Access to vaccines and treatment for pregnant women at risk of monkeypox
Kirk Taylor, HIV i-Base
A commentary article in the September 2022 edition of Lancet Public Health, from Asma Khalil and colleagues from the Royal College of Obstetricians, reviews the limited data on management of monkeypox (MPX) during pregnancy. 
This includes data from 300 pregnant women who received MVA-BN and showed no increase in adverse events. Pre-clinical models did not report any birth defects following vaccination.
Unless there are other complications, the benefits and safety of the MVA-BN vaccine currently outweigh the risk of MPX transmission, where outcomes can include an increased risk of miscarriage and stillbirth.
The authors advise vaccinating contacts of confirmed cases, including health workers for up to 14 days post-exposure. Even if transmission occurs the vaccine might reduce the severity of symptoms. It could also limit the risk of transmission to the baby.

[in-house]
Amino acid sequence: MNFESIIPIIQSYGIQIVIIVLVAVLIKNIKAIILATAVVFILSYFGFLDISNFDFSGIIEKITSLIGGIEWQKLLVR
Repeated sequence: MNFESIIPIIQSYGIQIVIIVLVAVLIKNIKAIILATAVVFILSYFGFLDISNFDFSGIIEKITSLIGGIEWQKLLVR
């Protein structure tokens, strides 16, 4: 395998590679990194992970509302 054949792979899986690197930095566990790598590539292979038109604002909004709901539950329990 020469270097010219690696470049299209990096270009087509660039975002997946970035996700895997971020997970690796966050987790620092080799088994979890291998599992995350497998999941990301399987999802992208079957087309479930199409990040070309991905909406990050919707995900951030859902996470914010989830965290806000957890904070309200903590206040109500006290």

Given that MPX vaccination can reduce transmission and alleviate symptoms, consideration should be given to vaccinating pregnant women at risk.
With numbers likely to be low globally, the paper stresses the importance of learning from COVID-19 so that pregnant women are not again excluded from experimental vaccines and treatment.
It also recommends setting up an international registry to prospectively collect data on use during pregnancy and in other high-risk populations.
MVA-BN is a non-replicating vaccine and has been deemed safe for breastfeeding mothers.
The UKHSA recommends that pregnant women in the UK at risk of MPX should talk to their doctor about the benefits of vaccination. 
An international registry is important as many women at risk live in countries where MPX is already endemic and where access to both vaccines and treatment is extremely limited.
- Khali et al. Monkeypox vaccines in pregnancy: lessons must be learned from COVID-19. The Lancet Global Health. DOI: 10.1016/S2214-
109x(22)00284-4. (27 June 2022).
- UKHSA. Protecting you from monkeypox: information on the smallpox vaccination. (22 August 2022).